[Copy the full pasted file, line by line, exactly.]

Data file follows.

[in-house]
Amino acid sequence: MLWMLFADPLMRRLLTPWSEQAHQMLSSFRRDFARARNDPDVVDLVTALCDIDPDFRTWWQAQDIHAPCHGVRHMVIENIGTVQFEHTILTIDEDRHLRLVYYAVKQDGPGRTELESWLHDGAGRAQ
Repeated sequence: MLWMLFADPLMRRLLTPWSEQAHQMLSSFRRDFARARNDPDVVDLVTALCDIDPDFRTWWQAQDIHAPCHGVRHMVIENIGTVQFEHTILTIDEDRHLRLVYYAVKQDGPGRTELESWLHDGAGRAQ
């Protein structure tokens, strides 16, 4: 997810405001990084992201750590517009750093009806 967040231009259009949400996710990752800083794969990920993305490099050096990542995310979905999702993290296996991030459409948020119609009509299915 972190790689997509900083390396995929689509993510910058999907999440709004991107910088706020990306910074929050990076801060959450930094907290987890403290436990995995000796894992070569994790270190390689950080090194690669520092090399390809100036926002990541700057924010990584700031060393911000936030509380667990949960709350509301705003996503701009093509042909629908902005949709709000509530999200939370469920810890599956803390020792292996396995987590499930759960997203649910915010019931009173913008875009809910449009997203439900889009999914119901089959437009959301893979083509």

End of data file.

[in-house]
Amino acid sequence: MLWMLFADPLMRRLLTPWSEQAHQMLSSFRRDFARARNDPDVVDLVTALCDIDPDFRTWWQAQDIHAPCHGVRHMVIENIGTVQFEHTILTIDEDRHLRLVYYAVKQDGPGRTELESWLHDGAGRAQ
Repeated sequence: MLWMLFADPLMRRLLTPWSEQAHQMLSSFRRDFARARNDPDVVDLVTALCDIDPDFRTWWQAQDIHAPCHGVRHMVIENIGTVQFEHTILTIDEDRHLRLVYYAVKQDGPGRTELESWLHDGAGRAQ
């Protein structure tokens, strides 16, 4: 997810405001990084992201750590517009750093009806 967040231009259009949400996710990752800083794969990920993305490099050096990542995310979905999702993290296996991030459409948020119609009509299915 972190790689997509900083390396995929689509993510910058999907999440709004991107910088706020990306910074929050990076801060959450930094907290987890403290436990995995000796894992070569994790270190390689950080090194690669520092090399390809100036926002990541700057924010990584700031060393911000936030509380667990949960709350509301705003996503701009093509042909629908902005949709709000509530999200939370469920810890599956803390020792292996396995987590499930759960997203649910915010019931009173913008875009809910449009997203439900889009999914119901089959437009959301893979083509």